Wednesday, November 11, 2009

Technique -- Creating a Tiled Picture

Wow, I just learned something new and am so psyched! I've learned how to create an image that contains other images. (I took these photos at the Chihuly exhibit a couple years ago when it was at the De Young Museum in San Francisco.)

Why do I need to do this? Well, I've wanted to know for awhile, but I am thinking of joining the 2010 Swap (Sewing with a Plan) contest on Stitcher's Guild, and I felt a sense of urgency to figure it out. There is a limit to how many photos you can submit and sometimes you need several to show closeup details, the back or side view, and so on.

I use a Mac and, so far as I can tell, my software options are GIMP (free, but complex) and Photoshop (expensive and complex). However, some time ago I bought Photoshop Elements when it was on sale at I paid no more than $30 but hadn't used it much. Photoshop Elements is designed for regular folks who take photos and scrapbook, and offers a subset of the features offered by its more powerful professional (and super expensive) cousin, so I wondered if it was able to perform this task, and it can!

So, here are the steps to create a tiled image using Photoshop Elements 6 for the Mac:

  1. Create a blank image to hold all the images. Decide out how big you want the final image to be. It's easiest to specify the size using pixels, because that's how images are typically measured. For my Chihuly image, I used 800 pixels wide by 600 pixels high. You create a new image using command-N, or File->New->Blank File.
  2. Each image is going to live in its own "layer". Go ahead and create the layers you need, one for each image. If the Layers palette is not present on the lower right side of the screen, you can bring it up by selecting Windows->Layers. There is a tiny square icon in the Layers palette with a turned-up corner. Hover your cursor over that icon and it will show a tooltip that says: "Create a new layer." Click this once for each image you want to add. In my case, I had 6 images, so I clicked it 6 times. You will see the layers appear in the palette, initially blank and with the default names, Layer-1, Layer-2, and so on.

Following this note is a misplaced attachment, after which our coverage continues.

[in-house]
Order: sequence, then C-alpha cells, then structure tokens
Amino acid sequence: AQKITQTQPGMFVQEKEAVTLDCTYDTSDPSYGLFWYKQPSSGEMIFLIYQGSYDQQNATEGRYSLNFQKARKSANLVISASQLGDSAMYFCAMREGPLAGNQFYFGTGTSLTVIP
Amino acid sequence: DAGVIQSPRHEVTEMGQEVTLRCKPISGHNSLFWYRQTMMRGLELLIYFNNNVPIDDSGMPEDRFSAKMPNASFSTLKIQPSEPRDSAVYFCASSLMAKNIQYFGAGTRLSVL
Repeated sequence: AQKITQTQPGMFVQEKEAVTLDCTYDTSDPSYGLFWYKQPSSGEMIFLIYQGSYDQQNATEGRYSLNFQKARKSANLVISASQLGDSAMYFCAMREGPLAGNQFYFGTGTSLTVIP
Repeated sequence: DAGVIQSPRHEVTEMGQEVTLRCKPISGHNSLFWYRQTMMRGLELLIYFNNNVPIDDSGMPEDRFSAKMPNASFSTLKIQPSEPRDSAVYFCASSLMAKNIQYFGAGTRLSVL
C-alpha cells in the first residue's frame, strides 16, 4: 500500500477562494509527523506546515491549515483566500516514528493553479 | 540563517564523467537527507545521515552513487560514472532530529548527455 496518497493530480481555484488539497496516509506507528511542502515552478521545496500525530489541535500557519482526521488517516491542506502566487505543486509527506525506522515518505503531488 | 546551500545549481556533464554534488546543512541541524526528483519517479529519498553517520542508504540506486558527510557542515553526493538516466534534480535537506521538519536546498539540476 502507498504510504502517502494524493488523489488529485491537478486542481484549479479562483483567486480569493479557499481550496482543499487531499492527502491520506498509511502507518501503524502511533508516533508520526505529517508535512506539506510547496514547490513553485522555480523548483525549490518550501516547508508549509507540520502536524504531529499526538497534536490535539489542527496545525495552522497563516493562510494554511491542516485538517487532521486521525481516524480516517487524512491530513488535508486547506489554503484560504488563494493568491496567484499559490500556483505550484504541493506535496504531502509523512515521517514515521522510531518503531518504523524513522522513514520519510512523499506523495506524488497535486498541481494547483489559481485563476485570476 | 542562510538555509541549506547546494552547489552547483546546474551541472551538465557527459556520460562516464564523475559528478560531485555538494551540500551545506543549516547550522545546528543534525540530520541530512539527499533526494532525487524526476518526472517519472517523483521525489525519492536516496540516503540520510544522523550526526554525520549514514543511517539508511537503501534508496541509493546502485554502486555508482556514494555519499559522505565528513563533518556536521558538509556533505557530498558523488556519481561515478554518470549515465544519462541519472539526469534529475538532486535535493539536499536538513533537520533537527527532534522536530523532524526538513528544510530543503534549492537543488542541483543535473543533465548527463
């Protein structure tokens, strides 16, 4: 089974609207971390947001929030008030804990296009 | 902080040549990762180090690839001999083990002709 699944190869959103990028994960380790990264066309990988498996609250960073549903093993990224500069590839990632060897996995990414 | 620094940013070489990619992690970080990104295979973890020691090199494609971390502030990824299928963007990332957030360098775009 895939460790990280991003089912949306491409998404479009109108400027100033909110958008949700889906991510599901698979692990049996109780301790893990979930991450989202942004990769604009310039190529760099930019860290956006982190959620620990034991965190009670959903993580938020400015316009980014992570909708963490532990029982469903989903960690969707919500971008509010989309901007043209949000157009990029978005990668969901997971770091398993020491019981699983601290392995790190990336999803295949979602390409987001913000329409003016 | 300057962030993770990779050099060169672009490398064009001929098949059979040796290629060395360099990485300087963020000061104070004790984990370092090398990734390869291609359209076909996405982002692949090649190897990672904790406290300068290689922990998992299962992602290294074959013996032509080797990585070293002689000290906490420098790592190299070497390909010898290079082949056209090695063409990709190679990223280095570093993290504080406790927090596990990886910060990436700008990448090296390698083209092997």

3. Open all the images you want to add to your picture using Command-O, or File->Open.
  4. It's best to resize each image before importing it into the tiled picture. To do this, click the window that contains the image you want to import, and bring up the resizing panel using Image->Resize. Enter the size you want. For my example, I made each image 300 pixels high and I let Photoshop calculate the width that maintains the same relative proportion.
  5. Import the image into the tiled picture. First, select it with Command-A (this step is counter-intuitive, but required), and copy it with Command-C, or Edit->Copy. Select the tiled window and make sure that you have selected one of the blank layers. (You can click on the layer in the Layer palette to select it.) Paste the image with Command-V, or Edit->Paste.
  6. The photo is loaded into the center of the image, so you need to re-position it. Hold down the Command key (the cursor changes to the Positioning cursor, a plus sign with arrows) and select the layer containing the picture you want to move. While holding the Command key, slide it to its final location. If you need to move the image just a pixel or two, you can do this with the arrow key while holding down the Command key. So, Command-upArrow will move the image up one pixel and Command-rightArrow moves it to the right by one pixel.
  7. Repeat this process for each image until all are imported and positioned as desired.
  8. Save the image. I saved mine as JPEG. Bring up the Save panel using Command-S (or File->Save), and select JPEG from the Format pull-down. You must save it "As a Copy" and de-select "Embed Color Profile." Save the file. Once you save it as a JPEG, the layers are no longer available. If you think you might want to further tweak the image, also save it in the Photoshop format, which uses the .psd extension. This preserves the separate layers so you can go back and swap out any of the photos, add text, or tweak the images in any way you want.
  9. You can now upload the JPEG to Picasa or Flickr (or whatever website you use to host your photos) just as you would any other image.

Thanks so much to my friend, Kansas Jeff, for walking me through this process! :D